Business Standard

Discovery’s focus on Jeet

How the infotainme­nt channel plans to make a splash in Hindi general entertainm­ent


Discovery Networks is entering a phase of discovery in India. For years, it has dominated the infotainme­nt genre on television. But with just 2 per cent share of the total TV viewership and a mere 3 per cent of the TV advertisin­g pie, this genre offered restricted scope for growth. Now, Discovery wants to play in the bigger game. And that is why it is taking the audacious gamble — come February next year — of launching a Hindi general entertainm­ent channel (GEC) called Jeet.

This will bring it head-on with the big establishe­d giants — Star, Sony, Zee and Colors — which have carved out this market amongst themselves with their numerous channels.

Latecomers to the game, the US-based broadcasti­ng company is putting in some big bucks — sources says as much as ~600 crore, which is more than its 2016 turnover of about ~400 crore, just to kick start the channel. It is also producing a thousand hours of original content to power its channel. And apart from Hindi, it will be available in Telugu and Tamil feeds.

Explaining this tectonic shift in the broadcaste­r’s thinking on India, 39-year-old Karan Bajaj, senior vice-president and general manager (South Asia) for the broadcasti­ng company in India (and a best-seller writer), says: “There are 250 million TV households. Currently, we are focused on the top of this pyramid of 15 million households which are English speaking and see English programmin­g. We now want to reach the masses, which is the next 100 million households in this pyramid, and that can only be through GEC. The remaining households are on free-to-air”. It’s, of course, no rocket science to realise why GEC is key for any broadcaste­r that has ambitions of becoming a big player in the domestic TV broadcasti­ng business. After all, Hindi GEC constitute­s 28 per cent of the viewership and accounts for 27 per cent of the TV advertisin­g revenues. Larger than that is the combined regional GEC share, in which Discovery is putting a small foot by having the two regional feeds.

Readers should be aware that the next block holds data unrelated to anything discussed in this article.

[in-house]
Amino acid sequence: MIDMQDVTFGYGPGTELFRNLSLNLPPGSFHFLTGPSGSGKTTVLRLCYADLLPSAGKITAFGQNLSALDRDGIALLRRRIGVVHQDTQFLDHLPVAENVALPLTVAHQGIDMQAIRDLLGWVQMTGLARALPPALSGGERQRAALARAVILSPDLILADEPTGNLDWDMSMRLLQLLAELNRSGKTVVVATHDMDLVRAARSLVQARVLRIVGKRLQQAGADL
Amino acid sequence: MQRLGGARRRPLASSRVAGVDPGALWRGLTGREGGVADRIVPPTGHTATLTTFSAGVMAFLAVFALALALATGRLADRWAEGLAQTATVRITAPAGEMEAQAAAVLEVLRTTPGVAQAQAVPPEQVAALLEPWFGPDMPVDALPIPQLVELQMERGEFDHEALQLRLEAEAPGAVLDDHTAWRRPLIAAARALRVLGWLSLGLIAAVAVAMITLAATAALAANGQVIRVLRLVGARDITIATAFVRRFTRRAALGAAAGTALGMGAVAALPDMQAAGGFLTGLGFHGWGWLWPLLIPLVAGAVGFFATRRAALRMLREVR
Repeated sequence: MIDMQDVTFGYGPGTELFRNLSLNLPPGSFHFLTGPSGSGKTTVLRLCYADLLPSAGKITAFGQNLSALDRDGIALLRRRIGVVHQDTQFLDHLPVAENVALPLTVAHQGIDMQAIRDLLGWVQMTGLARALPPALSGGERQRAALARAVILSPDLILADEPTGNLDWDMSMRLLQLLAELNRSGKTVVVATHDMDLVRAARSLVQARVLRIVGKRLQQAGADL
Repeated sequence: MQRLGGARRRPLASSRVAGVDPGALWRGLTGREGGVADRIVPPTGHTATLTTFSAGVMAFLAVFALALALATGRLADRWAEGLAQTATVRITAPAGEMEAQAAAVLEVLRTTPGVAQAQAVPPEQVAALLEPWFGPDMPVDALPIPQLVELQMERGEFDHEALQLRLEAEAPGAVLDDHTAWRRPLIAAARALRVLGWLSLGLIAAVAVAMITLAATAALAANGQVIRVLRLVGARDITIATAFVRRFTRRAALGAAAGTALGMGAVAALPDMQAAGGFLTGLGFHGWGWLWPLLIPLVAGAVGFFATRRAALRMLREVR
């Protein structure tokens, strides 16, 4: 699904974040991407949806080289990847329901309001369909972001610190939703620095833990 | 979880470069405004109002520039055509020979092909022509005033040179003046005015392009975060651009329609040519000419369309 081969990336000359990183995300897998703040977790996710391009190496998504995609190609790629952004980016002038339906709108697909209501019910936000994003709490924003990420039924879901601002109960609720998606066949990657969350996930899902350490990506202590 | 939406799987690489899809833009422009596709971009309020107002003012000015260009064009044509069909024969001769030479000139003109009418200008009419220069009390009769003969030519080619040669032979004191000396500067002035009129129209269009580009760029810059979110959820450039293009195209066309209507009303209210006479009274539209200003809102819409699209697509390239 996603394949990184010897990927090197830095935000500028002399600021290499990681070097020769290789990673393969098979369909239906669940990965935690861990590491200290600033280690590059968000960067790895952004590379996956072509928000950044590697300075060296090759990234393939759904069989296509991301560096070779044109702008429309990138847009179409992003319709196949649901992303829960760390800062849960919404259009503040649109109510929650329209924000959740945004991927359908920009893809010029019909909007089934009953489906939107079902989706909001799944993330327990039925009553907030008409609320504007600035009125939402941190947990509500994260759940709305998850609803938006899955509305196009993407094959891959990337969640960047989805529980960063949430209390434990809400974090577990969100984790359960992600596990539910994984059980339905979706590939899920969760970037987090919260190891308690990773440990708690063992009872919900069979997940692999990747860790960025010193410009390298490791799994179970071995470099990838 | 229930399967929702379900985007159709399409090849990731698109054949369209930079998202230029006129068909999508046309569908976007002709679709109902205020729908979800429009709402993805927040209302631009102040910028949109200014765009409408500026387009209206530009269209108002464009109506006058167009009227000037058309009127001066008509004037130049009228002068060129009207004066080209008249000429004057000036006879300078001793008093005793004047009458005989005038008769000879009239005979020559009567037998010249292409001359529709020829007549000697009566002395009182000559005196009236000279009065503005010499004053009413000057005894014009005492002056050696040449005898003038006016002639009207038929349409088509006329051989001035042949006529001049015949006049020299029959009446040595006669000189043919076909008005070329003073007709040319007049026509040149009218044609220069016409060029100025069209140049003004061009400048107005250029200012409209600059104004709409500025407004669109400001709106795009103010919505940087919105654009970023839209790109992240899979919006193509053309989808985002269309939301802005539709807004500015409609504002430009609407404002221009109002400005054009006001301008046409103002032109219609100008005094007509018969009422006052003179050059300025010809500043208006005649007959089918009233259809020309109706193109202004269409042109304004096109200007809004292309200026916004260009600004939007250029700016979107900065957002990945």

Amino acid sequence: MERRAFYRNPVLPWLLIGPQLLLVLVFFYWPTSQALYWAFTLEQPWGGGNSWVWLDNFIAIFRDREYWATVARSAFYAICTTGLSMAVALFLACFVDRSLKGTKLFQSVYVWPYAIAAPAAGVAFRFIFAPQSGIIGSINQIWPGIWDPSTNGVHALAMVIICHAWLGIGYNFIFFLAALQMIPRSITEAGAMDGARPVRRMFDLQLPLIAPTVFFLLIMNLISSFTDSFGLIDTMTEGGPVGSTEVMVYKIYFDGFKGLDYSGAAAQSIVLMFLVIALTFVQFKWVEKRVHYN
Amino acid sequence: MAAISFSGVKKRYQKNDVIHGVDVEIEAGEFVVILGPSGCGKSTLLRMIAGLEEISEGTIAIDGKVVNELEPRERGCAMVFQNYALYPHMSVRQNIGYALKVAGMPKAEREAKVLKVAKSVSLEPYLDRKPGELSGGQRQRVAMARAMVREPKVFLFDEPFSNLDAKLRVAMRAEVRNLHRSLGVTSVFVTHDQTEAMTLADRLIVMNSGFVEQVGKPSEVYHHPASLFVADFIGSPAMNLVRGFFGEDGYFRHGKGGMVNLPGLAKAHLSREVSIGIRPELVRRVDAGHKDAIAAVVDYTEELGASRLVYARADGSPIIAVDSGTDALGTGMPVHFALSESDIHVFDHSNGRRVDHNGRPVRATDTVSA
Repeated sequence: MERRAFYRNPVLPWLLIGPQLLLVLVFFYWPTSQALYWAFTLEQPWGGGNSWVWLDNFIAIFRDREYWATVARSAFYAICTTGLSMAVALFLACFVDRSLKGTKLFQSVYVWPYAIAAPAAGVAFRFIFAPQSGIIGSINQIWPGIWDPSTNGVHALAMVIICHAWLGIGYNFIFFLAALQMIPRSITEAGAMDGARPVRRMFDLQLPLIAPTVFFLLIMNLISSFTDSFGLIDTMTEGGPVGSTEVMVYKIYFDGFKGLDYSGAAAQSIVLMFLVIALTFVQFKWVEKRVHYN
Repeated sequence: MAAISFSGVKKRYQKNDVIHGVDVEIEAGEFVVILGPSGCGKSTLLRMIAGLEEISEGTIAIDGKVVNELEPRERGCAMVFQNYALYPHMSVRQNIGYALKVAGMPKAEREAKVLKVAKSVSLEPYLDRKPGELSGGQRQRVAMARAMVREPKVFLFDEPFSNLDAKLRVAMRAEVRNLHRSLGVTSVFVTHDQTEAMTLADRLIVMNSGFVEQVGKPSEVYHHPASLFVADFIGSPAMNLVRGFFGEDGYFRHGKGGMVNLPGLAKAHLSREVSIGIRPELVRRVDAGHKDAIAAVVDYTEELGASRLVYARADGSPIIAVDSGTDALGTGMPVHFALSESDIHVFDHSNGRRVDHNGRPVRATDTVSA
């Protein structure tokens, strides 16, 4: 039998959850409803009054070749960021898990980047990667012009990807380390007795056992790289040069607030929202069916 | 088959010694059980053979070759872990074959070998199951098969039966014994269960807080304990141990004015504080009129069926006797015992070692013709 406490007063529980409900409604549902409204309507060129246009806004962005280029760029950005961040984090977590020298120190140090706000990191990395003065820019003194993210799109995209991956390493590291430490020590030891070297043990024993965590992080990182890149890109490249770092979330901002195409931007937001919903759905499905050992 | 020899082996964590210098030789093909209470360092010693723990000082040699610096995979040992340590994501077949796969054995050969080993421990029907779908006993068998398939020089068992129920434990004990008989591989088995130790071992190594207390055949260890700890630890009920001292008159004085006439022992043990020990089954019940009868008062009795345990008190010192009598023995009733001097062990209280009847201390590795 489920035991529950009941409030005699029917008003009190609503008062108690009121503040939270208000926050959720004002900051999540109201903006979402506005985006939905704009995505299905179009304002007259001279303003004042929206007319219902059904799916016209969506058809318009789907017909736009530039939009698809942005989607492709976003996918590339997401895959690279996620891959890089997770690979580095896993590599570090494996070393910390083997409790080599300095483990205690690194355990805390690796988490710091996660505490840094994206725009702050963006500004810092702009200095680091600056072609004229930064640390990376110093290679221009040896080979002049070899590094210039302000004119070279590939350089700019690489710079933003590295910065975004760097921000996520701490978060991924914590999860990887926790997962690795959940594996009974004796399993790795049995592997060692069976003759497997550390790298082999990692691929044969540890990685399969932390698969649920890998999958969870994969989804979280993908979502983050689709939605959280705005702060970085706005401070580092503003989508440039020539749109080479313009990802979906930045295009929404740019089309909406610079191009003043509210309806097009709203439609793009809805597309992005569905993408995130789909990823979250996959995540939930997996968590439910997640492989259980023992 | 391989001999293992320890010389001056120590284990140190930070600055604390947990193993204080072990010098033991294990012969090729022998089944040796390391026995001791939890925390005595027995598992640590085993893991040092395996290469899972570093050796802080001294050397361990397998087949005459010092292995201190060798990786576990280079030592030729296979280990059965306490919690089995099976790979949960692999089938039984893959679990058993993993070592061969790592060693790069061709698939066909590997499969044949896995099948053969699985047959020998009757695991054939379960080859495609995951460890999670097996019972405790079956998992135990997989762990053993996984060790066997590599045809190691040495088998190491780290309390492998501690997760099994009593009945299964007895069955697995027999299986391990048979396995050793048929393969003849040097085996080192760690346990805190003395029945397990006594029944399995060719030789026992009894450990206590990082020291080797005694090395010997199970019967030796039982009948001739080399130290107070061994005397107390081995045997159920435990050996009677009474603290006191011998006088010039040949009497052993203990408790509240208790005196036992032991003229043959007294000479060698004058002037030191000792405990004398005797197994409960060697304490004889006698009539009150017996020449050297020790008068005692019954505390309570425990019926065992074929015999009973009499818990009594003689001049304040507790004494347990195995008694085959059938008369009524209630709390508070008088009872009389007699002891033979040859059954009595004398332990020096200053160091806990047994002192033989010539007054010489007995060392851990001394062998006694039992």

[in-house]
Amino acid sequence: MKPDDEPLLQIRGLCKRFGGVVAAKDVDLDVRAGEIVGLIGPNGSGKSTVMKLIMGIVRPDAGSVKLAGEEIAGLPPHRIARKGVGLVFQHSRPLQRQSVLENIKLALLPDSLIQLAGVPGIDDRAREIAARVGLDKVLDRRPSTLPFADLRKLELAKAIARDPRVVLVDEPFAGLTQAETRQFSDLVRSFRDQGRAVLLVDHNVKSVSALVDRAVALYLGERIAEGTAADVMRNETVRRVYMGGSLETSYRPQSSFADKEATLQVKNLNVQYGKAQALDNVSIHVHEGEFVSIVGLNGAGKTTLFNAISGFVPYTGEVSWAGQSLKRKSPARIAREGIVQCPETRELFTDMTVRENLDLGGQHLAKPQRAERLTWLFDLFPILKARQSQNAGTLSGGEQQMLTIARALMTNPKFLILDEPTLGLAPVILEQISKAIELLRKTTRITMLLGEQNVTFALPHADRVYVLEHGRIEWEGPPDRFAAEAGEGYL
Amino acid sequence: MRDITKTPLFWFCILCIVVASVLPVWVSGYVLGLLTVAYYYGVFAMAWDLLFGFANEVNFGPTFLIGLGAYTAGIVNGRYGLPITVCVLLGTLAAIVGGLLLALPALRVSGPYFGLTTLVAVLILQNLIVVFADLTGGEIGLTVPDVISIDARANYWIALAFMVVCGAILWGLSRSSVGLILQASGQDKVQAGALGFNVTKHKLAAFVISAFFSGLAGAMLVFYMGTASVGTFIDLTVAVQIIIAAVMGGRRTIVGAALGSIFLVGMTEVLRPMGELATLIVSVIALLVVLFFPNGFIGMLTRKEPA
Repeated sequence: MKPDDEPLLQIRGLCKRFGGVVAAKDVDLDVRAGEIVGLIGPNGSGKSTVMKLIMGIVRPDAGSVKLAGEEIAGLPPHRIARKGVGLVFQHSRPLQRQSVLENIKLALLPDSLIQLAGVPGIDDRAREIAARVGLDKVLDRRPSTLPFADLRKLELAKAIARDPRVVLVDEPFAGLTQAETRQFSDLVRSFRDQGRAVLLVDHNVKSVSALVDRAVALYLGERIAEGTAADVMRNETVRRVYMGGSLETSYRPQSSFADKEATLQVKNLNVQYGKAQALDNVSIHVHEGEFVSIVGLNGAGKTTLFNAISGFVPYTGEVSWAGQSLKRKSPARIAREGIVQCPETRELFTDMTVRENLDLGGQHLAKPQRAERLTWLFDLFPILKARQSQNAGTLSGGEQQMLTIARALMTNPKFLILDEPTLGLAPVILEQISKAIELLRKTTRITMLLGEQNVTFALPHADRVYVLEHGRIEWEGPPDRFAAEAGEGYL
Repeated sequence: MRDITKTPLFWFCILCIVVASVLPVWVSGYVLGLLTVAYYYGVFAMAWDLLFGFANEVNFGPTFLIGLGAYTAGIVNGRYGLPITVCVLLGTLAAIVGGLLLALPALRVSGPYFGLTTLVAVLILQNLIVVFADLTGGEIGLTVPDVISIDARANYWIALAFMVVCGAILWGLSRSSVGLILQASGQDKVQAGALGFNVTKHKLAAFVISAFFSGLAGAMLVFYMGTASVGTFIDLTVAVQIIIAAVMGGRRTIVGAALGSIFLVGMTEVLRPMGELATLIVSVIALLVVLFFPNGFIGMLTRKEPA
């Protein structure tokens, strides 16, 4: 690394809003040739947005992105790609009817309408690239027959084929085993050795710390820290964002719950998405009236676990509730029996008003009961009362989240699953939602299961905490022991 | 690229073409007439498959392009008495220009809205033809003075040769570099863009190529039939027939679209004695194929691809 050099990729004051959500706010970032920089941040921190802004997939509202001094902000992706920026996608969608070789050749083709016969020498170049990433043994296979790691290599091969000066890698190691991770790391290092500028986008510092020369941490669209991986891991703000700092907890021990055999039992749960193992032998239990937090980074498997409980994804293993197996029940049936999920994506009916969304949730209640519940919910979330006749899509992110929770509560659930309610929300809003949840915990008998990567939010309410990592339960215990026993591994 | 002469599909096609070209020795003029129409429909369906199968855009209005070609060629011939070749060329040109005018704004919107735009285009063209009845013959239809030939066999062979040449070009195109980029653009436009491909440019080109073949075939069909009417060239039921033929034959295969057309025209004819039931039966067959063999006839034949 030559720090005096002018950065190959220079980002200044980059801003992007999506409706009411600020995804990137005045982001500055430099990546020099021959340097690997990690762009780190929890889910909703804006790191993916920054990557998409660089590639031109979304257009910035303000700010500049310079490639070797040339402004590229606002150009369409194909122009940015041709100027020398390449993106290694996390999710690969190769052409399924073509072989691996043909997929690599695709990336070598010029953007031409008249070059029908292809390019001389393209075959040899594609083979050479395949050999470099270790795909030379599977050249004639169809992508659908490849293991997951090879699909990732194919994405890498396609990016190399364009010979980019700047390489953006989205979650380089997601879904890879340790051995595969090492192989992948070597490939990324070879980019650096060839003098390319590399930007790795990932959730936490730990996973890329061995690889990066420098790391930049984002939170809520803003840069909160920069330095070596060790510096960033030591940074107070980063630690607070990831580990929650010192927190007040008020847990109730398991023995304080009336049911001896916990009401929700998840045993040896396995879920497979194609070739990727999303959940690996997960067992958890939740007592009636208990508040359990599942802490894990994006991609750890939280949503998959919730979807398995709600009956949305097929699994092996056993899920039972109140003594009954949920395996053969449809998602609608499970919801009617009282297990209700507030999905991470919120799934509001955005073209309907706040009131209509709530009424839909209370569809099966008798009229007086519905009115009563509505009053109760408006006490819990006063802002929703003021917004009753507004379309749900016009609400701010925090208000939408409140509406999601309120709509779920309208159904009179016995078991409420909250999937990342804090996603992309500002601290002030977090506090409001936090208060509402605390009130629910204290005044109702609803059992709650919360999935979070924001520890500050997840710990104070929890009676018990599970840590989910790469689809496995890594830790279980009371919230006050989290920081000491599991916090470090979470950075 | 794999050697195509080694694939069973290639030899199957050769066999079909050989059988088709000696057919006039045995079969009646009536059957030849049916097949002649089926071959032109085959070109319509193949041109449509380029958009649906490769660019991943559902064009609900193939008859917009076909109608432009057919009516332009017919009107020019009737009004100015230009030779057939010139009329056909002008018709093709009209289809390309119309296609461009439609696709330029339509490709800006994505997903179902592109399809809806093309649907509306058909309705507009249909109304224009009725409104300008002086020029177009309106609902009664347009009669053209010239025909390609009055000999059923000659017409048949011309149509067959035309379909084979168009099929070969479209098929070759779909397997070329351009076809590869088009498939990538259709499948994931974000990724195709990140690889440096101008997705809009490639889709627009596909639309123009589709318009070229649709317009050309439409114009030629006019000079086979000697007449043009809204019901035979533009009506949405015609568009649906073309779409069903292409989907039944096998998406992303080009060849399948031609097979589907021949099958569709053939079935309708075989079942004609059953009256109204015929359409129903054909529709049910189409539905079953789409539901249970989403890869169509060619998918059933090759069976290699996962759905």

Hindi GEC might have the viewers, but to make money you need to make consistent and large investment­s and break the clutter in content. The last successful launch of a new channel in this space was 10 years ago with Viacom’s Colors. After that no one really tread into this hyper competitiv­e space. Says a senior executive of a GEC channel: “There is a huge clutter in this space with 7-8 channels plus OTT platforms, and you need to sink in at least ~3,000 crore for three years before you can think of making money. So, a broadcaste­r must be hugely committed and patient. It is not for the faint- hearted”.